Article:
ancient chewing gum

The plastelina casts for one of the chewing gums from Huseby Klev. The cast captures the teeth imprints from each side. (Photo: Verner Alexandersen)

STOCKHOLM, Sweden — Around 10,000 years ago, a group of early humans were camping at a site called Huseby-Klev in present-day Sweden, just north of what is the country’s second largest city today. They chewed on resin which turned into a glue — sound familiar? Now, researchers have been able to use the DNA still sitting in this “chewing gum” to reveal the prehistoric diets of people in the Stone Age.

Study authors have discovered that these gum chewers feasted on deer, trout, and hazelnuts. Their analysis even showed that one person suffered a severe gum infection.

“There is a richness of DNA sequences in the chewed mastic from Huseby-Klev, and in it we find both the bacteria that we know are related to periodontitis, and DNA from plants and animals that they had chewed before,” says Dr. Emrah Kırdök from Mersin University Department of Biotechnology, who coordinated the metagenomic work on the Mesolithic chewing gum, in a university release.

Sweden stone age camp site
Photo from the excavation site Huseby Klev at the Swedish west coast. (Photo: Bengt Nordquist)

Huseby Klev, which sits on the island of Orust, was excavated just 30 years ago. Researchers discovered chewed resin alongside the remains of stone tools that indicated that they came from Mesolithic time periods.

The ancient “gum” has already prompted a study that includes genetic information of three people. DNA found that wasn’t from humans was analyzed as well. However, sorting out the different species in the DNA mix within the resin was no easy feat. Part of the reason is because only a small number of studies have examined this type of material, and current genetic tools didn’t exist during these prior DNA analyses.

“We had to apply several computational heavy analytical tools to single out the different species and organisms. All the tools we needed were not ready to be applied to ancient DNA; but much of our time was spent on adjusting them so that we could apply them”, says Dr. Andrés Aravena from the Department of Molecular Biology and Genetics at Istanbul University, who analyzed the data alongside Dr. Kırdök.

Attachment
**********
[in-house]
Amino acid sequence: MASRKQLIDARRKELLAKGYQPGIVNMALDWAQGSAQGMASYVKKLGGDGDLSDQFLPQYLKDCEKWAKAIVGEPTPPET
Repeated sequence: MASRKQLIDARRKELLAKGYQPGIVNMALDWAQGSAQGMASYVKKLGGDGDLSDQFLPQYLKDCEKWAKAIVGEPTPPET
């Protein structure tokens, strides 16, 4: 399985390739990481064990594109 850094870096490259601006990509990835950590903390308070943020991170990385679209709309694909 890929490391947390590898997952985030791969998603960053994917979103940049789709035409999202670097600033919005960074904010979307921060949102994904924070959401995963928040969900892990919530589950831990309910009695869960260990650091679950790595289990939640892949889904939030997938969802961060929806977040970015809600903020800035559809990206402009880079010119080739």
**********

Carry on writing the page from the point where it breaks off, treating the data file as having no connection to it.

“This provides a snapshot of the life of a small group of hunter-gatherers on the Scandinavian west coast. I think it is amazing, there are other well established methods to work out what nutrition and diet relates to the Stone Age, but here we know that these teenagers were eating deer, trout, and hazelnuts 9,700 years ago on the west coast of Scandinavia, while at least one of them had severe problems with his teeth,” says Professor Anders Götherström at the Centre for Paleogenetics, a collaboration between Stockholm University and the Swedish Museum of Natural History.

Copenhagen ancient gum
Another piece of ancient gum that was last chewed on 5,700 years ago. Another team of archaeologists unearthed this wad of history during excavations on the Danish island of Lolland in 2019. (Credit: Theis Jensen)

What does a modern-day dietitian think about ancient diets?

“Ancestral diets” have become one of the newest social media trends. Social media gurus seem to equate it with eating steak and drinking raw milk. Other supporters explain that it’s simply all about eating foods that our ancestors did.


This seems self-explanatory but isn’t exactly that. Things can get confusing because people from different areas of the world ate different things. Climate, accessibility, culture, and other factors all play into the nuances.


Regardless, the ancestral diet idea seems to roughly value the same dietary outline: focusing on whole foods and less on ultra-processed foods. The modern diet, in comparison, includes more highly refined snacks, candies, desserts, and other similar foods more than ever before.

The findings from this international study help science and nutrition researchers to better understand how humans once ate and deepen knowledge about what we know regarding human nutrition today. Nutrition research can be difficult to carry out, interpret, and apply to the general public.


The field of nutrition struggles because of the lack of unity in messaging and recommendation, which cannot entirely be alleviated because not every recommendation will apply to each person. Still, studying dietary evolution and its relevance to today can help close gaps.

The findings are published in the journal Scientific Reports.

About Shyla Cadogan, RD

Shyla Cadogan is a DMV-Based acute care Registered Dietitian. She holds specialized interests in integrative nutrition and communicating nutrition concepts in a nuanced, approachable way.

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